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  1. #1

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    What causes black flare?

    I've uploaded an image to the technical gallery that has me scratching my head. What would cause the black flare above the big white square section of the building? I shot doubles and the flare is present on both sheets, so it's not processing, ... definitely flare. Now I've seen flare that shows up as light spots before, but never as dark spots and I'm wondering what causes this reversal. Ideas?

  2. #2

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    I can't see it on my monitor. But if I use my imagination, maybe I can see something which resembles industrial exhaust. Any stacks located behind the building?

    What film/processing did you use?
    My Verito page

    Anyone can appreciate a fine print. But it takes a real photographer to appreciate a fine negative.

  3. #3

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    Will,

    It's not exhaust. It's one of those things that you can spot better by not looking directly at it. It's one of those typical faceted blobs you get from sun reflection (much more obvious with PS manipulation) ...only it's dark, instead of light. I came across this once before on a B&W shot where it was much more obvious, but convinced myself I'd screwed up processing since the phenomenon made no sense. But I now know it's very real, if rare, that flare will sometimes reverse itself. I'm just wondering why.

    Film was 160 NC in regulare C41

  4. #4
    Dave Parker's Avatar
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    Hmmm, I can't see it on my monitor either???

    Dave

  5. #5

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    I eventually could see it after about 5 mins! It's hardly black. More of a very, very light brown and as near as I can make out, it isn't quite the classic hexagonal flare shape either. I've only had this once on a B&W shot taken with the sun just to one side of the viewfinder. For all the world it's as if you had the lightest of tea or coffee splashes you get if a drop falls on a picture and spreads and you quickly mop it up but inevitably leave just a trace of stain. Reason? Haven't a clue, I am afraid.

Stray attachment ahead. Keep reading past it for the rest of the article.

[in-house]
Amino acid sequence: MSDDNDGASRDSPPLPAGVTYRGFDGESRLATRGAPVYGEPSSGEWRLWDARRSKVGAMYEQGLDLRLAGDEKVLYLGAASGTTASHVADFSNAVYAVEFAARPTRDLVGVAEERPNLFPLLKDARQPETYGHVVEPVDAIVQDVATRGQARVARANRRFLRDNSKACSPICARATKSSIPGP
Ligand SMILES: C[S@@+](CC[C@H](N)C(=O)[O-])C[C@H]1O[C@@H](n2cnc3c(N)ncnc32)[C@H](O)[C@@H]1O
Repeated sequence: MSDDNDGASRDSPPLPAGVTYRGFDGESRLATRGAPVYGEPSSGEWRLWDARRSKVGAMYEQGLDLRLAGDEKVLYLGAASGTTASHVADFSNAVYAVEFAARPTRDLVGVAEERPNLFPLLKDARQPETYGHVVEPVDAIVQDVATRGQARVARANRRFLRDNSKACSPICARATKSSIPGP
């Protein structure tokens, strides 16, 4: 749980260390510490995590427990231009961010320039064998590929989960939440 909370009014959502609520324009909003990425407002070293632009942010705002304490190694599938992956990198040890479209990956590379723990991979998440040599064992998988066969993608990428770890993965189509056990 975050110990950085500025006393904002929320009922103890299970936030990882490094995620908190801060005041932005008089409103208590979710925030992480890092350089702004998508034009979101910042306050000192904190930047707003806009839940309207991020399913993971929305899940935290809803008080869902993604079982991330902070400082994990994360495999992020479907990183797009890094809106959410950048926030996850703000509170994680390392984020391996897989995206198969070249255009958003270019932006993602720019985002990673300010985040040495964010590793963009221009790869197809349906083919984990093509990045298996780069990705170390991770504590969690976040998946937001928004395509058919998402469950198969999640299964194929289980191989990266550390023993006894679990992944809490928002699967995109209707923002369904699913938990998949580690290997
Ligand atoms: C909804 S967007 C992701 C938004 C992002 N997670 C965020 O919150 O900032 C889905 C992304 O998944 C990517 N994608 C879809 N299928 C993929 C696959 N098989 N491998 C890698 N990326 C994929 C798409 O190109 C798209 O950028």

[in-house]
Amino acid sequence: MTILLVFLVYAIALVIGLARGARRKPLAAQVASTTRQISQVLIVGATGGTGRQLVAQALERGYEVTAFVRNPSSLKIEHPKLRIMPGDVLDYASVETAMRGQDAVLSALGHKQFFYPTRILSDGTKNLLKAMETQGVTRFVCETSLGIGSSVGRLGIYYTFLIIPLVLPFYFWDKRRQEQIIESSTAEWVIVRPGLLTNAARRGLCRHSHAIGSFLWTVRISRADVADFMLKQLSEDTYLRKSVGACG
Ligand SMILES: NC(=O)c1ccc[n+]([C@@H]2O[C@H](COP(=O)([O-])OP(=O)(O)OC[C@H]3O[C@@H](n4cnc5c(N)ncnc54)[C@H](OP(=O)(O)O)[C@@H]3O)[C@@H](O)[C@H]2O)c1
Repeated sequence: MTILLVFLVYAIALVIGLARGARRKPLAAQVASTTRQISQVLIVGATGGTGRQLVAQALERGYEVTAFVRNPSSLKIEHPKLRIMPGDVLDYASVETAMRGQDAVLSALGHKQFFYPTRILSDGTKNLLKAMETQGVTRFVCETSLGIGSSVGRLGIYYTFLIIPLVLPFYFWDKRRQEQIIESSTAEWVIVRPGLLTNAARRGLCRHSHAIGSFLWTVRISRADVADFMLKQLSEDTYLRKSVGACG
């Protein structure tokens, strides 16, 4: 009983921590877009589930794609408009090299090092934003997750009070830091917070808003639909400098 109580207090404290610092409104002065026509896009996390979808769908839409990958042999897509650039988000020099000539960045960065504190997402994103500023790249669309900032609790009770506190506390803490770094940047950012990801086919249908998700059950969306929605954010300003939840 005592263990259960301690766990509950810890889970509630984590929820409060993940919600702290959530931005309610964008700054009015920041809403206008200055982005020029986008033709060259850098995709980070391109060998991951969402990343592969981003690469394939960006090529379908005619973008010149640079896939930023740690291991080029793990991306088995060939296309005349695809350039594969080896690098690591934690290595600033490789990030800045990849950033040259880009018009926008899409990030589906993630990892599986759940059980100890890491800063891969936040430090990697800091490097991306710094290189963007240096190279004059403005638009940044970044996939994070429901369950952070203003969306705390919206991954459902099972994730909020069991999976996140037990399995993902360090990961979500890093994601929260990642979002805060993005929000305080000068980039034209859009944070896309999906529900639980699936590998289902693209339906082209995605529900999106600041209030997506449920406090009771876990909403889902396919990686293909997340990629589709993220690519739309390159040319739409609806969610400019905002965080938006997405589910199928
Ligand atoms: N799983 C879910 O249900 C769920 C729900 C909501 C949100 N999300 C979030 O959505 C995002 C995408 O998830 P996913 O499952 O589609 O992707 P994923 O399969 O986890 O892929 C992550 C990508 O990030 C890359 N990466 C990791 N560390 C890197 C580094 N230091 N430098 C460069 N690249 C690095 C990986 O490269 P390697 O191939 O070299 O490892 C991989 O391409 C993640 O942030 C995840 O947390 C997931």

If the mark on the print is just as faint, test it on your friends and see how many spot it. Very few I'd be willing to bet. It's a nice shot

  6. #6

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    Okay, I photoshopped the crap out of it (but I repeat myself) and it should be obvious now.

    Thanks, Pentax, for confirming I'm not nutz. It DOES sometimes happen.

  7. #7
    Helen B's Avatar
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    Why do you think that it isn't a processing effect? Exactly how were the sheets processed? Is the dark patch completely identical on both sheets, or just similar?

    It's difficult to tell from the JPEG even with the contrast boosted enormously, but the dark patch does not look like a perfect pentagon or hexagon or whatever-agon. How many blades does your aperture have? Is it a perfect pentagon or hexagon on the original? I could imagine a situation in which flare was caused by light reflecting off the aperture blades, in which case the opening could appear as a dark patch.

    Best,
    Helen

  8. #8

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    Good Morning, Poco,

    Doesn't show up for me, either.

    Konical

  9. #9
    Dave Parker's Avatar
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    I can now see a shadow above the building, it does not seem to have the normal characteristics of what would be considered flare, it looks more like an inverse reflection off the white side of the building, perhaps black reflection from a high contrast situation and black asphalt on the ground, but again, it looks more like a shadow of some sort being reflected.

    Dave

  10. #10
    Bob Carnie's Avatar
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    If the black spot is in the identical spot in both negatives I would think it is flare caused by a reflection in the lens or lens hood.
    When printing , if you have a burn card with white paper on top and a burn hole cut out, standing beside your print, I have sometimes seen a plus density or black mark on the print that mimics the hole in the burn card.It could be something as simple as a dark piece of dust causing a minus density reflection on the negative.

    If the black spot is in a different position then I would then agree with Helen and assume it is improper agitation in the development of the negative.
    Processing errors are most evident in large expanses of nuetral tones like skys and grey background.

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